Friday, February 29, 2008 4:21 PM


Jumped up and down as always to see you post. Nice to see what the rest of the crew has been up to. The Jayne section was delighful, in a Jayneish way, as was the interplay between Wash and River. Poor Wash, he is so sweet. I love the little detail line of Zoe shifting in his arms - so nicely slipped in there, so comfortable. And the image of Book and Jayne squashed together behind the door. Meanwhile I sense Kaylee getting ready to kick some major ass somewhere along the line.

But what did River do?? And how did they lose the ship??

And - Hey! I just noticed that last line. Uh, yeah, sure, I have my next chapter ready. I was just taking February off. And now that you've posted a new chapter, I'll wait another few days because everyone will be busy reading this. :)

Friday, February 29, 2008 4:36 PM


Oh man it at my comment. I hate that.

This was yet another great chapter. I can't wait to find what tori is up to. Is she really evil, is she using Simon or does she just want him back? And I want to know just what River does to attempt to save the day. I think it is awesome that we already know she screwed up and lost the ship. So often its River saves the day - the end. I know I've written that. This is a great switch.

Is man going to get better soon, I really hope so. And is Inara going to make it back to Serenity soon?

Great chapter -

Friday, February 29, 2008 6:26 PM


Wash and River were wonderful together; too bad we didn't get a chance to see more of their interaction in the series.

And River and the ship and now wanting to fix Mal, good developments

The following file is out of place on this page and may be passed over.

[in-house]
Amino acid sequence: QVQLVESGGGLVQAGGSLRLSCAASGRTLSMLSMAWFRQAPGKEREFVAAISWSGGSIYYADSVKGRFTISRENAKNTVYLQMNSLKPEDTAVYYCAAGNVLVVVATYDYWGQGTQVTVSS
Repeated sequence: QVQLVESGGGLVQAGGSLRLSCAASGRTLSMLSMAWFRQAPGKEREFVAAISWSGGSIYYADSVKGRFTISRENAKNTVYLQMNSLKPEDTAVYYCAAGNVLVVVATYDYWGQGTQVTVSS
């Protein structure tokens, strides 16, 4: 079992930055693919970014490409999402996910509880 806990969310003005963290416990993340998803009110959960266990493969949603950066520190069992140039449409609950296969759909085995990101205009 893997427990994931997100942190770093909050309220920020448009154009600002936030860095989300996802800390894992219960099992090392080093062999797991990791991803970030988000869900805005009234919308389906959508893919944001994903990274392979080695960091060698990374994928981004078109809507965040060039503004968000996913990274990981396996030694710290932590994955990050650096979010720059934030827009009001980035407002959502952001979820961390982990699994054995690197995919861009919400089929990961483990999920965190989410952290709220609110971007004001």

Friday, February 29, 2008 7:55 PM


My favorite section of this is the Wash and River bit. It's funny, but the “semi-quantitative histidine scale” charades thing is just so perfect, that even though you only included a passing reference to it in the narrative, it brought the entire scene (almost exactly as you laid it out in the comments) to my head.

I think the "fodder for taunting" was perfect. And gosh darn it, Mal *is* quite lovable. (!)

Saturday, March 1, 2008 1:16 AM


always glad of your fics - love the way the different strands ar ebeing woven and i thought tori and kaylee was a finely balanced interplay.

Monday, March 3, 2008 4:18 AM


Very shiny chapter. Especially loved the Wash and River part. I knew there was something I didn't like about Tori.


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Back Stories Book 3, Chapter 25
Zoë nodded. “I’ll bet there’s a little committee of suits back there trying to figure out how best to lie.”&nbsp&nbsp&nbsp&nbsp&nbsp

“Or how to tell some horrible truth,” Inara replied softly.&nbsp&nbsp&nbsp&nbsp&nbsp

“Or how to make the most effective use of medical waste incendiaries to get rid of our bodies,” Wash chimed in.

Back Stories III, Chapter 24
Mal returns to a few familiar places.

Back Stories III: Chapter 23
The BDH’s find themselves enmeshed in too damned many OCs. But hey, they’re necessary. Plottiness and all.

Back Stories III, Chapter 22
Inara tells the story of why she left the Core. Well, half of it anyway.

Back Stories III, Chapter 21
The battle with the Reavers continues, and Mal makes a choice. All decisions have consequences.

Back Stories III, Chapter 20
Finally a little Mal POV, but it doesn't last long.

Back Stories III, Chapter 19
The trials and tribulations of an older, wiser River Tam.

Back Stories Book III, Chapter 18
The aftermath of an unexpected encounter. Except—not all of the crew are accounted for…

Back Stories Book III, Chapter 17
A lovely day in the mountains: friendly locals and fresh air under a clear blue sky. What could possibly go wrong?

Back Stories Book III, Chapter 16.
Zoë tells of her soiree with terrorists on Oeneus.